Exploring gene-culture coevolution in humans by inferring neuroendophenotypes: A case study of the oxytocin receptor gene and cultural tightness

Genes Brain Behav. 2022 Mar;21(3):e12783. doi: 10.1111/gbb.12783. Epub 2022 Jan 19.


The gene-culture coevolution (GCC) framework has gained increasing prominence in the social and biological sciences. While most studies on human GCC concern the evolution of low-level physiological traits, attempts have also been made to apply GCC to complex human traits, including social behavior and cognition. One major methodological challenge in this endeavor is to reconstruct a specific biological pathway between the implicated genes and their distal phenotypes. Here, we introduce a novel approach that combines data on population genetics and expression quantitative trait loci to infer the specific intermediate phenotypes of genes in the brain. We suggest that such "neuroendophenotypes" will provide more detailed mechanistic insights into the GCC process. We present a case study where we explored a GCC dynamics between the oxytocin receptor gene (OXTR) and cultural tightness-looseness. By combining data from the 1000 Genomes project and the Gene-Tissue-Expression project (GTEx), we estimated and compared OXTR expression in 10 brain regions across five human superpopulations. We found that OXTR expression in the anterior cingulate cortex (ACC) was highly variable across populations, and this variation correlated with cultural tightness and socio-ecological threats worldwide. The mediation models also suggested possible GCC dynamics where the increased OXTR expression in the ACC mediates or emerges from the tight culture and higher socio-ecological threats. Formal selection scans further confirmed that OXTR alleles linked to enhanced receptor expression in the ACC underwent positive selection in East Asian countries with tighter social norms. We discuss the implications of our method in human GCC research.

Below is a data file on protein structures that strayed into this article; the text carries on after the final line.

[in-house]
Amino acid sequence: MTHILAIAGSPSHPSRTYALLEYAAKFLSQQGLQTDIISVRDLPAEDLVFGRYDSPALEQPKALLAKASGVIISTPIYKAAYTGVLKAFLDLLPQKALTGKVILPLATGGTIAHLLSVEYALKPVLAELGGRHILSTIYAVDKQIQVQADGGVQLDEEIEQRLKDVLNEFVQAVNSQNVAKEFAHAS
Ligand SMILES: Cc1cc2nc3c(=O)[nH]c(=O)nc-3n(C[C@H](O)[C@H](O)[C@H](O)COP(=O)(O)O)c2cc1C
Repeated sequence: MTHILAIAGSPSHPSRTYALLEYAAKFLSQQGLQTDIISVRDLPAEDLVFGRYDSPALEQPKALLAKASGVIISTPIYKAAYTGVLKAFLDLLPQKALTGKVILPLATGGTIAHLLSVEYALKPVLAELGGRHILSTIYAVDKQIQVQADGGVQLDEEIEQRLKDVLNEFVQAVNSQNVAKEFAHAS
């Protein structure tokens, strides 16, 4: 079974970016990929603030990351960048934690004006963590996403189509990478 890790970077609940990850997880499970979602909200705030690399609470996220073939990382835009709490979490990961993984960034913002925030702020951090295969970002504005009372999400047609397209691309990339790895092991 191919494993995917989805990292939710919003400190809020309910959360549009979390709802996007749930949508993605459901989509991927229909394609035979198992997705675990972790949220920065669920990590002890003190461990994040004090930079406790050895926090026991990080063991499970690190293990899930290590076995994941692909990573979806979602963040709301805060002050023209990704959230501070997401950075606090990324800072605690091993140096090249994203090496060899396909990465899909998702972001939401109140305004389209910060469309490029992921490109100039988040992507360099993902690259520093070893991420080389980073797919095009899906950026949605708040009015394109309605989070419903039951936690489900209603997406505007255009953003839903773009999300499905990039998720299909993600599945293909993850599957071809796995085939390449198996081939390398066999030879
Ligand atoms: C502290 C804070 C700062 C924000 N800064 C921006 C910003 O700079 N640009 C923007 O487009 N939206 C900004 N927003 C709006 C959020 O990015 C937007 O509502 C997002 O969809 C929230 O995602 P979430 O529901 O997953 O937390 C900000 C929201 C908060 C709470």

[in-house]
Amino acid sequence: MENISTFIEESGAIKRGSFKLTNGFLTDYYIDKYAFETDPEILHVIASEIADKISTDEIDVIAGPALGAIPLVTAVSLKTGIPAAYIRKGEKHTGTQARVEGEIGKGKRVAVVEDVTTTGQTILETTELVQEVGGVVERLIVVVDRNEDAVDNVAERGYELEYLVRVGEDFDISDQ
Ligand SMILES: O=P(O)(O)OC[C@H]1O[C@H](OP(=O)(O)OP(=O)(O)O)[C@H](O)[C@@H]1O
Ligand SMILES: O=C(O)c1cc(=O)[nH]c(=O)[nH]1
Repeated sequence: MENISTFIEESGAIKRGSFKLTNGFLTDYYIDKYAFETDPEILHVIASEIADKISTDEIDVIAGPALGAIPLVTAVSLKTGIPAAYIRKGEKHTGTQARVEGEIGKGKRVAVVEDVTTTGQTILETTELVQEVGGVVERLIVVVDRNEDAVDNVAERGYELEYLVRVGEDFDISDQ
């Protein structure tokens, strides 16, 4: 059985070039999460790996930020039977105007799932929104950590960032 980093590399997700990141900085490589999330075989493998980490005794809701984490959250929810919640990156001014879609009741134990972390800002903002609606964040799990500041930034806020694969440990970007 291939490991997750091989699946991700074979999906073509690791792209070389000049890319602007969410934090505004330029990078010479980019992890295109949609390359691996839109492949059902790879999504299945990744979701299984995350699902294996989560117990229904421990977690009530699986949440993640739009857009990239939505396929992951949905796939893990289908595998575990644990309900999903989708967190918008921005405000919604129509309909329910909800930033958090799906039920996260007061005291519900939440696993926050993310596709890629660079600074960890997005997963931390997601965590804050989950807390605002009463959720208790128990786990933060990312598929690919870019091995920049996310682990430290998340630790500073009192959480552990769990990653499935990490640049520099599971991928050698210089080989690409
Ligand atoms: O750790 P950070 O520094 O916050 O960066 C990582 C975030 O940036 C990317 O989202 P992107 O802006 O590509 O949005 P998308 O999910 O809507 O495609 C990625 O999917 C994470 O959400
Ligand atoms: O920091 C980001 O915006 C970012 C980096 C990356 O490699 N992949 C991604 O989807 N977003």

Keywords: OXTR; anterior cingulate cortex; coevolution; cultural tightness-looseness; social norms.

Publication types

  • Research Support, N.I.H., Extramural

MeSH terms

  • Alleles
  • Brain / metabolism
  • Humans
  • Oxytocin* / genetics
  • Oxytocin* / metabolism
  • Receptors, Oxytocin* / genetics
  • Receptors, Oxytocin* / metabolism
  • Social Behavior


  • Receptors, Oxytocin
  • Oxytocin